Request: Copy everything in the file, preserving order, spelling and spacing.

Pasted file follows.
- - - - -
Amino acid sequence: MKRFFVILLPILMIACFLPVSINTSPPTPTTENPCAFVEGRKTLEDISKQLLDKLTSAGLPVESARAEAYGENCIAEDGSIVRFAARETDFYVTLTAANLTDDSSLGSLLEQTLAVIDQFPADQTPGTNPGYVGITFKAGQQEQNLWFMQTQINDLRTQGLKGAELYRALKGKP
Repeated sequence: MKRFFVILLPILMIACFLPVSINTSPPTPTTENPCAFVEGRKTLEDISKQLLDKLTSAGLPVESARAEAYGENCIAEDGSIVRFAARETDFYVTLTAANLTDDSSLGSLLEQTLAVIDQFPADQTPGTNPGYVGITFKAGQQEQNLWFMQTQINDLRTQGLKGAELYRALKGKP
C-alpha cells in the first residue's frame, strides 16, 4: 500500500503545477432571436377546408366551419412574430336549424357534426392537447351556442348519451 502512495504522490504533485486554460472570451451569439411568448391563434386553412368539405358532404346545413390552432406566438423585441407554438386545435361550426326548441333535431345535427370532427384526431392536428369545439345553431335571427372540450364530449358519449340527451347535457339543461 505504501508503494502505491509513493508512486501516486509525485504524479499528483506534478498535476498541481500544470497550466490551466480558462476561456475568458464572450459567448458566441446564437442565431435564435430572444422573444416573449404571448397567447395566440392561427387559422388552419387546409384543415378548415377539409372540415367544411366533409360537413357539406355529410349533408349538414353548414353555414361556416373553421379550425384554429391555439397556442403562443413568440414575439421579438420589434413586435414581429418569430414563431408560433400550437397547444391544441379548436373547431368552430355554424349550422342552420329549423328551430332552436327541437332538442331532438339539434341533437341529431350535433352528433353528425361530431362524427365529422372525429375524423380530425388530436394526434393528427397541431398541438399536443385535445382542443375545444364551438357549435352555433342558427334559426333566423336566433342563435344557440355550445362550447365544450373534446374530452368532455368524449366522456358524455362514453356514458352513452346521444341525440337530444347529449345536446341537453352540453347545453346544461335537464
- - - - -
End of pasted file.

Amino acid sequence: MKRFFVILLPILMIACFLPVSINTSPPTPTTENPCAFVEGRKTLEDISKQLLDKLTSAGLPVESARAEAYGENCIAEDGSIVRFAARETDFYVTLTAANLTDDSSLGSLLEQTLAVIDQFPADQTPGTNPGYVGITFKAGQQEQNLWFMQTQINDLRTQGLKGAELYRALKGKP
Repeated sequence: MKRFFVILLPILMIACFLPVSINTSPPTPTTENPCAFVEGRKTLEDISKQLLDKLTSAGLPVESARAEAYGENCIAEDGSIVRFAARETDFYVTLTAANLTDDSSLGSLLEQTLAVIDQFPADQTPGTNPGYVGITFKAGQQEQNLWFMQTQINDLRTQGLKGAELYRALKGKP
C-alpha cells in the first residue's frame, strides 16, 4: 500500500503545477432571436377546408366551419412574430336549424357534426392537447351556442348519451 502512495504522490504533485486554460472570451451569439411568448391563434386553412368539405358532404346545413390552432406566438423585441407554438386545435361550426326548441333535431345535427370532427384526431392536428369545439345553431335571427372540450364530449358519449340527451347535457339543461 505504501508503494502505491509513493508512486501516486509525485504524479499528483506534478498535476498541481500544470497550466490551466480558462476561456475568458464572450459567448458566441446564437442565431435564435430572444422573444416573449404571448397567447395566440392561427387559422388552419387546409384543415378548415377539409372540415367544411366533409360537413357539406355529410349533408349538414353548414353555414361556416373553421379550425384554429391555439397556442403562443413568440414575439421579438420589434413586435414581429418569430414563431408560433400550437397547444391544441379548436373547431368552430355554424349550422342552420329549423328551430332552436327541437332538442331532438339539434341533437341529431350535433352528433353528425361530431362524427365529422372525429375524423380530425388530436394526434393528427397541431398541438399536443385535445382542443375545444364551438357549435352555433342558427334559426333566423336566433342563435344557440355550445362550447365544450373534446374530452368532455368524449366522456358524455362514453356514458352513452346521444341525440337530444347529449345536446341537453352540453347545453346544461335537464